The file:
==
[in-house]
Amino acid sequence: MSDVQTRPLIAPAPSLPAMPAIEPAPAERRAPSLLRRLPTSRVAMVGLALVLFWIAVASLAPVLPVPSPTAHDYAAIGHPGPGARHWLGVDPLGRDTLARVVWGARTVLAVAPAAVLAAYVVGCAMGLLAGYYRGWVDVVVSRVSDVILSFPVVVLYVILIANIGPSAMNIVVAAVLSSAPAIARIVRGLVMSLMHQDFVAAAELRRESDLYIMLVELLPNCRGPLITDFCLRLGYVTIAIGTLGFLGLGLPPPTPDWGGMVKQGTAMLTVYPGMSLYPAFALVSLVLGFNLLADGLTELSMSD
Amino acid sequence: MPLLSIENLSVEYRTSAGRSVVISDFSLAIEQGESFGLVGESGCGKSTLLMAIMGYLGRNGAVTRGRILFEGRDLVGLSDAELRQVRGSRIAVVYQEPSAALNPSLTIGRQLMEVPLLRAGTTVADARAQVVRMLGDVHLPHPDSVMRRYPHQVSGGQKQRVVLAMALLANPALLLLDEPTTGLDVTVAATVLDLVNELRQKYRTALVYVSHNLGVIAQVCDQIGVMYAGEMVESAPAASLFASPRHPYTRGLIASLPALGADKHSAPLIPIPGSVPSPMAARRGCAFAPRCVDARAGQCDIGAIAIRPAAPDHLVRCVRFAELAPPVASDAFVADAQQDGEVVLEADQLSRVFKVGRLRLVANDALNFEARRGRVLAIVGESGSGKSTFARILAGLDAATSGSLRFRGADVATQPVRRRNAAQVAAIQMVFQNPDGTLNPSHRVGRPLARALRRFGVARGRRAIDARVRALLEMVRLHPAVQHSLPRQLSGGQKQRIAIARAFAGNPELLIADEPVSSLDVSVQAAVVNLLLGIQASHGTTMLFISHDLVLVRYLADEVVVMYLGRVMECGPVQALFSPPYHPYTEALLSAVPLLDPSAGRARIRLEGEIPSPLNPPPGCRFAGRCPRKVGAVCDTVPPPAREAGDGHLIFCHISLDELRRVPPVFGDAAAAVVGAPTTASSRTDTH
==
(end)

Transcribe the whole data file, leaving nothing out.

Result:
[in-house]
Amino acid sequence: MSDVQTRPLIAPAPSLPAMPAIEPAPAERRAPSLLRRLPTSRVAMVGLALVLFWIAVASLAPVLPVPSPTAHDYAAIGHPGPGARHWLGVDPLGRDTLARVVWGARTVLAVAPAAVLAAYVVGCAMGLLAGYYRGWVDVVVSRVSDVILSFPVVVLYVILIANIGPSAMNIVVAAVLSSAPAIARIVRGLVMSLMHQDFVAAAELRRESDLYIMLVELLPNCRGPLITDFCLRLGYVTIAIGTLGFLGLGLPPPTPDWGGMVKQGTAMLTVYPGMSLYPAFALVSLVLGFNLLADGLTELSMSD
Amino acid sequence: MPLLSIENLSVEYRTSAGRSVVISDFSLAIEQGESFGLVGESGCGKSTLLMAIMGYLGRNGAVTRGRILFEGRDLVGLSDAELRQVRGSRIAVVYQEPSAALNPSLTIGRQLMEVPLLRAGTTVADARAQVVRMLGDVHLPHPDSVMRRYPHQVSGGQKQRVVLAMALLANPALLLLDEPTTGLDVTVAATVLDLVNELRQKYRTALVYVSHNLGVIAQVCDQIGVMYAGEMVESAPAASLFASPRHPYTRGLIASLPALGADKHSAPLIPIPGSVPSPMAARRGCAFAPRCVDARAGQCDIGAIAIRPAAPDHLVRCVRFAELAPPVASDAFVADAQQDGEVVLEADQLSRVFKVGRLRLVANDALNFEARRGRVLAIVGESGSGKSTFARILAGLDAATSGSLRFRGADVATQPVRRRNAAQVAAIQMVFQNPDGTLNPSHRVGRPLARALRRFGVARGRRAIDARVRALLEMVRLHPAVQHSLPRQLSGGQKQRIAIARAFAGNPELLIADEPVSSLDVSVQAAVVNLLLGIQASHGTTMLFISHDLVLVRYLADEVVVMYLGRVMECGPVQALFSPPYHPYTEALLSAVPLLDPSAGRARIRLEGEIPSPLNPPPGCRFAGRCPRKVGAVCDTVPPPAREAGDGHLIFCHISLDELRRVPPVFGDAAAAVVGAPTTASSRTDTH